ECON 1101 Study Guide - Summer 2019, Comprehensive Final Exam Notes - Quarterly Journal Of Economics, Root Mean Square, Endogenous Growth Theory

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30 Nov 2019
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1 Goal of this lecture
Review basic Becker story
Consider stylized model of general skills training in a competitive labor market.
Add various labor market perfections to the model to consider how they alter rms’
training decisions:
Search costs and other wedges
Search costs that dier by worker skill level
Exogenous turnover
Nash bargaining
Minimum wages
Asymmetric informationAdverse selection
Goal is to understand who pays for general skills training, and what are the eciency
consequences. As it turns out, market structure and training provision are tightly linked,
an insight originally due to Becker. Deviating from either the perfectly competitive or
pure monopsony cases studied by Becker gives rise to interesting and general insights
about wage structure, market institutions, private information, and training provision.
An interesting feature of the modern literature is its implicit focus on the limitations
of contracting. Becker considered one specic contracting problem — holdup of rm by
workers. It turns out, this problem is richer than Becker may have seen at that time.
1.1 Basic model
Denition 1 Generals skills — Skills useful to many employers (“many buyers”).
Denition 2 Specic skills — Skills with exactly one buyer.
Timeline
2
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1. t=1. Training and production (human capital investments sunk). Workers produce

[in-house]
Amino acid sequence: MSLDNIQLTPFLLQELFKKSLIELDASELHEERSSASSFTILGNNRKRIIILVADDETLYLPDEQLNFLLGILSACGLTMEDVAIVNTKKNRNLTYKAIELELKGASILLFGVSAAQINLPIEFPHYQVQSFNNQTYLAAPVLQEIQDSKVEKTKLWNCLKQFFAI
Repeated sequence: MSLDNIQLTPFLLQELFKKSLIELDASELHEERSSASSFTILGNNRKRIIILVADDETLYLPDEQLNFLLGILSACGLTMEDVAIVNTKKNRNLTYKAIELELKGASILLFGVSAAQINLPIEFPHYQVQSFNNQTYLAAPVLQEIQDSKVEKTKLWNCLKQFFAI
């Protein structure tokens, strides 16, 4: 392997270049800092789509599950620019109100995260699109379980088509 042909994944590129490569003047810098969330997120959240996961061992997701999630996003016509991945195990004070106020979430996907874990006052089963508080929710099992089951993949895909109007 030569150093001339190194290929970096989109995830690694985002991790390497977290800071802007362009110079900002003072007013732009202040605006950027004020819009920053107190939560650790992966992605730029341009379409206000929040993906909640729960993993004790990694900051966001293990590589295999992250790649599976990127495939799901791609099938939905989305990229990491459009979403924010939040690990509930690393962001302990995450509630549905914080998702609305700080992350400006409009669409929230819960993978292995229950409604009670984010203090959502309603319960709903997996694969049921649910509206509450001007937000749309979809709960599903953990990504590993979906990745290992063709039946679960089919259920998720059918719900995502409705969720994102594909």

output yand receive training τat cost c(τ).
2. t=1.5. Workers face option to leave rm.
3. t=2. Production takes place again. Worker produces output y+f(τ)at any rm
(general training).
Assume: f0(τ)>0,c(0) = c0(0) = 0 and c0(τ)>0,c
00(τ)>0,c
0(τ)
τ→∞
→∞.
1.2 Basic Becker insight: Holdup
FOC social optimum for training? c0(τ)=f0(τ).
Howdoweknowthatτ>0?
Can rm pay worker w1=y,w2=y+f(τ)c(τ)?
Basic insight of Becker model: In a competitive labor market, employers will not pay
for general human capital. The problem is “holdup.” Since the worker’s opportunity
(outside) wage rises by f(τ)with training, rm must pay w2=y+f(τ)or lose employee
to a competitor.
Q: Since employers unwilling to fund socially productive training, is this a market fail-
ure? A: Worker is full residual claimant to returns from training investments Ecient
incentive for worker to make the investments.
Two canonical solutions to this problem:
1. Direct investments by workers — School, training programs, etc.
2. Indirect payment to employer: Training wage. Hence:
w1=yc(τ),w
2=y+f(τ).
Just to check intuition:
3
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